You're at your desk, working hard. Then, you start to feel dizzy and nauseous. You didn't eat anything different, but you continue to feel worse. That's exactly what happened to teachers and students at an Atlanta elementary school on Monday. Hazmat crews evacuated the building after 49 students and teachers got sick.
Firefighters say carbon monoxide levels in the school were the highest the department has ever detected in Atlanta. The fire captain said levels were high enough to kill people.
Most of us wouldn't even think about not having a smoke detector in our home. But, when it comes to carbon monoxide, we're a lot less careful.
Right now, only Maryland and Connecticut require carbon monoxide detectors in schools.
Here in the Triad, Guilford County Schools do not have carbon monoxide detectors. However, they have a system in place that refreshes the air in all the classrooms and removes gasses from the air.
"We really believe our kids are safe and their exposure to that would be very remote," Guilford County Schools Director of Maintenance Gerald Greeson said.
Guilford County also bans school buses from idling near classrooms to prevent carbon monoxide from getting into the building. However, the district reviewed its policies again with the fire department after the Atlanta incident.
Wake Forest Baptist Medical Center spokesperson Mac Ingraham told WFMY News 2, "At Wake Forest Baptist Medical Center, we do not have any carbon monoxide producing sources in patient care areas. They are located in the power plant, which is a separate building. This building does have carbon monoxide detectors."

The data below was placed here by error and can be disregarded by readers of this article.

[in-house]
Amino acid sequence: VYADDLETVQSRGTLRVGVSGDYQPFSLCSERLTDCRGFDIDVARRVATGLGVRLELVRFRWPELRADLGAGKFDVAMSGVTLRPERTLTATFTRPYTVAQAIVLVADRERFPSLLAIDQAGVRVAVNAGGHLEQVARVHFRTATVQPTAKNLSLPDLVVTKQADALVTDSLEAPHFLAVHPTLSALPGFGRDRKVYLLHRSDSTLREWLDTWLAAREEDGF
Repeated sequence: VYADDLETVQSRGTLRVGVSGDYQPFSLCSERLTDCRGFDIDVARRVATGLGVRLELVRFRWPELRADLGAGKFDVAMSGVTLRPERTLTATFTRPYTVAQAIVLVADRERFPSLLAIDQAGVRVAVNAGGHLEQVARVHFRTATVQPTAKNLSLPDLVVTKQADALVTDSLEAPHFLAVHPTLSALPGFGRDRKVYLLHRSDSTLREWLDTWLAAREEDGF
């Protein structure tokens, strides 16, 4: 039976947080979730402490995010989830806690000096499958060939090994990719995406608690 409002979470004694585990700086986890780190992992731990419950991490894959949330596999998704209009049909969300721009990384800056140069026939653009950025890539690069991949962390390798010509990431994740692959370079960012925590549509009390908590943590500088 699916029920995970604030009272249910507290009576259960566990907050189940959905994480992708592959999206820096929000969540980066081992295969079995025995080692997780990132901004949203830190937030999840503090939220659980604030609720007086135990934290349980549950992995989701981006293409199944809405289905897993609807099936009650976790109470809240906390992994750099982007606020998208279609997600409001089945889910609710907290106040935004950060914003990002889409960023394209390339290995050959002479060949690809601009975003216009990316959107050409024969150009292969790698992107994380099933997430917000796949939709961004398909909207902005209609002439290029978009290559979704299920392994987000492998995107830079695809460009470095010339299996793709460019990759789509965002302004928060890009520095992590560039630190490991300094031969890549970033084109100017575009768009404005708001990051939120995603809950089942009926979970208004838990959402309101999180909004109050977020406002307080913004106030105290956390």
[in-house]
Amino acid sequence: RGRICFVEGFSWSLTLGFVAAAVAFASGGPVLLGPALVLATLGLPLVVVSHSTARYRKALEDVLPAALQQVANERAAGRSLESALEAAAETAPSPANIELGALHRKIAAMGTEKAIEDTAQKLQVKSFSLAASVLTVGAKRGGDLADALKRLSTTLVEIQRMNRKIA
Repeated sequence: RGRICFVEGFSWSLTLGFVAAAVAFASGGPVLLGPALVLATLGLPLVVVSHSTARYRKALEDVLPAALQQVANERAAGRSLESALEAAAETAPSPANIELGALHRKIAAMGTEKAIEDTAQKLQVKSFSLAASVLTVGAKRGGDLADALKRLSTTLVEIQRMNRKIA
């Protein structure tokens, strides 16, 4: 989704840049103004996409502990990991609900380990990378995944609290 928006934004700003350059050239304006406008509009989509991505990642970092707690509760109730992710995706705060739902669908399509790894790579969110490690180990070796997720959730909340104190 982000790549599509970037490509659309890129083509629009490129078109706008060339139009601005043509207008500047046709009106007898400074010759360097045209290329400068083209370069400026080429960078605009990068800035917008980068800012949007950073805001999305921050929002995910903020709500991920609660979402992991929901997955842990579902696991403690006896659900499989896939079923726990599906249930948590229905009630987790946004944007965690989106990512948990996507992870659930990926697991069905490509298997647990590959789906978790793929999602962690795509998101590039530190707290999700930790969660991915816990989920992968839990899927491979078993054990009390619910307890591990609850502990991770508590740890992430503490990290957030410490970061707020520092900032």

WFMY News 2 also contacted Cone Health. We are waiting for a response.
The Winston-Salem Fire Department told WFMY News 2 most businesses do not have carbon monoxide detectors. However, some don't need them.
"If they do not use propane gas, natural gas or a fuel oil or something of that nature, then there may not be a need for a carbon monoxide detector in there. But, every building that uses some kind of fuel that produces a flame, should have one," Battalion Chief Charlie Hampton said.
The NC State Fire Marshal's office says the biggest area of concern is in the home because you're most vulnerable when you are sleeping. Officials are not as concerned about public places because if people start getting headaches, nausea and fatigue, they'll know something is wrong and will likely get out.
North Carolina law requires carbon monoxide detectors for any new homes that have an attached garage or fuel-fired appliances. State law also requires landlords to provide and install at least one carbon monoxide detector per rental unit, per level.
Carbon monoxide is an odorless, colorless, tasteless and toxic gas. Carbon monoxide detectors can range in price from $20 to $50.
Carbon Monoxide Links provided by NC State Fire Marshal's Office:
NCGS 42-42 addresses a requirement that landlords provide and install a minimum of one carbon alarm per rental unit per level: http://www.ncleg.net/EnactedLegislation/Statutes/HTML/BySection/Chapter_42/GS_42-42.html
The North Carolina Residential Building Code addresses a requirement for CO alarms in residences having a fossil-fuel burning heater, appliance or fireplace, or in any dwelling having an attached garage in Section R315 Carbon Monoxide Alarms:
The above code requirements are also authorized through NCGS 143-138.
NFPA Fire Safety Tips
Carbon Monoxide Poisoning Symptoms
Source: WFMY News 2
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